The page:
page 1  (20 pages) 2

Pseudo Splines

Trevor Hastie

Statistics and Data Analysis Research Group

AT&T Bell Laboratories

Murray Hill, New Jersey

January 20, 1994
c AT&T Bell Laboratories

Abstract

We describe a method for constructing a family of low rank, penalized, scatterplot smoothers. These pseudo splines have shrinking behavior similar to that of smoothing splines. They require two ingredients: a basis and a penalty sequence. The smooth is then computed by a generalized ridge regression.

The family can be used to approximate existing high rank smoothers in terms of their dominant eigenvectors. Our motivating example uses linear combinations of orthogonal polynomials to approximate smoothing splines, where the linear combination and the penalty sequence depend on the particular instance of the smoother being approximated.

As a leading application, we demonstrate the use of these pseudo splines in additive model computations. Additive models are typically fit by an iterative smoothing algorithm, and any features other than the fit itself are hard to compute. These include standard error curves, degrees of freedom, GCV, and influence diagnostics. By using a low rank pseudo-spline approximation for each of the smoothers involved, the entire additive fit can be approximated by a corresponding low rank approximation. This can be computed exactly and efficiently, and opens the door to a variety of computations that were not feasible before.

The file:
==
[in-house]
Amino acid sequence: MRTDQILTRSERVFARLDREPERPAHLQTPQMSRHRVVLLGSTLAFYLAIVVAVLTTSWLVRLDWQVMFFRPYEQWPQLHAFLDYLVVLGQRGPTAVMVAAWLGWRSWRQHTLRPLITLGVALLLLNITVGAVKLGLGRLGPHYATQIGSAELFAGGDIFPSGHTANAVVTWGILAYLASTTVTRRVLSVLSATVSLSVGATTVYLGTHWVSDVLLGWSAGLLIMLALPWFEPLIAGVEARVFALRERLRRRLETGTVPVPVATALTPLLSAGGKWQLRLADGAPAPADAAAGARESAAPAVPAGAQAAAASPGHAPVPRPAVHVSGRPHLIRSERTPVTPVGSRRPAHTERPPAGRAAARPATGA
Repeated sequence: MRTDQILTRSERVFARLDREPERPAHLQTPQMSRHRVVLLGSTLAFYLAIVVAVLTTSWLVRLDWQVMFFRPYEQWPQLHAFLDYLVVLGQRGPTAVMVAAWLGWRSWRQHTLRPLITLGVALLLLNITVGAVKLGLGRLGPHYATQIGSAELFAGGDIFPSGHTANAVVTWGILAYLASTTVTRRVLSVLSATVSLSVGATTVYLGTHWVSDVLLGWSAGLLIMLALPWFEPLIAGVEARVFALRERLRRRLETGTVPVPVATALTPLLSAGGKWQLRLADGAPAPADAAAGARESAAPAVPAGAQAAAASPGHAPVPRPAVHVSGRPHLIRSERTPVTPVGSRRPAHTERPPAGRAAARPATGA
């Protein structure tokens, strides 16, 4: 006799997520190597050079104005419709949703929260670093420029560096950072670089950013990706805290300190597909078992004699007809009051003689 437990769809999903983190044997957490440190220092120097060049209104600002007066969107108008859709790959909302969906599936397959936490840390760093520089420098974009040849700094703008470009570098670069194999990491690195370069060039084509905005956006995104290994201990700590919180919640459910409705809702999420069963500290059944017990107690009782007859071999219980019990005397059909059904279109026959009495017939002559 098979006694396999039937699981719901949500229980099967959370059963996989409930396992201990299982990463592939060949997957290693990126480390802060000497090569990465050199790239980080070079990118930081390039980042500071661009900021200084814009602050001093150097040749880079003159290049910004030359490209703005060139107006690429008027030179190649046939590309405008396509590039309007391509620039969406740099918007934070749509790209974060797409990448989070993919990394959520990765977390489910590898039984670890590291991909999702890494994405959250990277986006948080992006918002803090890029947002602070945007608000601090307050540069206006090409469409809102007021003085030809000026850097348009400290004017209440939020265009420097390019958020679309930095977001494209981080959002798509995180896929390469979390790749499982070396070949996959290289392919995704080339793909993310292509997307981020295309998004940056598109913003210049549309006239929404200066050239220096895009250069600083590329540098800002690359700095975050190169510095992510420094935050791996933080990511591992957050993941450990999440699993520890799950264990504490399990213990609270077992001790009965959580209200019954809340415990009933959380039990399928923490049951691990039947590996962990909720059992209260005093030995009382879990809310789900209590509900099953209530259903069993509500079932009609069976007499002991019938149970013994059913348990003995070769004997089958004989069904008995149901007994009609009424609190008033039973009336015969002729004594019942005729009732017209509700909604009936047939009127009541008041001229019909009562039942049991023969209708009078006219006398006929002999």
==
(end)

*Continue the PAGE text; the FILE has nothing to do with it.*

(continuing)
Keywords: Cubic smoothing splines; Ridge regression; Eigen-decomposition; Penalized least squares.

1 Introduction

Let x and y denote a set of n observations. A scatterplot smooth of y against x is a function of the data: s(x0) = S(x0 j x; y), which at each x0 summarizes the dependence of y on x, usually in a flexible but smooth way. A smoother is linear if S(x0 j x; y) = Pni=1 s(i; x0; x)yi